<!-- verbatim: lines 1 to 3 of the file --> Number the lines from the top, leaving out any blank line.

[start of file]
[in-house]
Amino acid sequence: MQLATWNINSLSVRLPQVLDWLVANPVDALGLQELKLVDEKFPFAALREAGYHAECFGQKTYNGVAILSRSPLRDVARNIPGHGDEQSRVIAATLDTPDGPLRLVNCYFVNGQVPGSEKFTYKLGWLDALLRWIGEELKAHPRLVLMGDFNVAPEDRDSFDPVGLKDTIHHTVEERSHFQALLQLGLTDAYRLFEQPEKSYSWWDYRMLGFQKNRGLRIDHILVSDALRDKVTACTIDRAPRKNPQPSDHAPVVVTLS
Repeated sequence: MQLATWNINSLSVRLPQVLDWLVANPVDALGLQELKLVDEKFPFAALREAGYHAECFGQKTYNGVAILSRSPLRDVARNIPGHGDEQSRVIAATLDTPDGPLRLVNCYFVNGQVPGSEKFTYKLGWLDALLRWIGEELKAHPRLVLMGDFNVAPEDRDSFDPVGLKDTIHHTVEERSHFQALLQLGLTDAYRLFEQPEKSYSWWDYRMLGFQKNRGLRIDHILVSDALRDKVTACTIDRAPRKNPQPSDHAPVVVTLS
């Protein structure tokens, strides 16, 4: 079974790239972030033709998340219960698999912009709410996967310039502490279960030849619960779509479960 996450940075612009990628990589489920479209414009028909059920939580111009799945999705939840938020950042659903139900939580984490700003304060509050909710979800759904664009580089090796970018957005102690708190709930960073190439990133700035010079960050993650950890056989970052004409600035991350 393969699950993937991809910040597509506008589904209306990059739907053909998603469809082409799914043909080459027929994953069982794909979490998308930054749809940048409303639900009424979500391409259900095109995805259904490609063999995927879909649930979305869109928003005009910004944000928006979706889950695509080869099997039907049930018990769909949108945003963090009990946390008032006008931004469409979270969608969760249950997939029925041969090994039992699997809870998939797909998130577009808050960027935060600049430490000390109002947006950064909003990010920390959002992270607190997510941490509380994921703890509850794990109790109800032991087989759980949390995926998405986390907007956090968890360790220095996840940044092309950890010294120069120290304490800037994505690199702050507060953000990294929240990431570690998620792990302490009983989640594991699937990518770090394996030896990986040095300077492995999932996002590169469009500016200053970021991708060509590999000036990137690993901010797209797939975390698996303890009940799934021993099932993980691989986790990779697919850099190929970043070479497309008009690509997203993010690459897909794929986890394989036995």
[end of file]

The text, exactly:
[in-house]
Amino acid sequence: MQLATWNINSLSVRLPQVLDWLVANPVDALGLQELKLVDEKFPFAALREAGYHAECFGQKTYNGVAILSRSPLRDVARNIPGHGDEQSRVIAATLDTPDGPLRLVNCYFVNGQVPGSEKFTYKLGWLDALLRWIGEELKAHPRLVLMGDFNVAPEDRDSFDPVGLKDTIHHTVEERSHFQALLQLGLTDAYRLFEQPEKSYSWWDYRMLGFQKNRGLRIDHILVSDALRDKVTACTIDRAPRKNPQPSDHAPVVVTLS
Repeated sequence: MQLATWNINSLSVRLPQVLDWLVANPVDALGLQELKLVDEKFPFAALREAGYHAECFGQKTYNGVAILSRSPLRDVARNIPGHGDEQSRVIAATLDTPDGPLRLVNCYFVNGQVPGSEKFTYKLGWLDALLRWIGEELKAHPRLVLMGDFNVAPEDRDSFDPVGLKDTIHHTVEERSHFQALLQLGLTDAYRLFEQPEKSYSWWDYRMLGFQKNRGLRIDHILVSDALRDKVTACTIDRAPRKNPQPSDHAPVVVTLS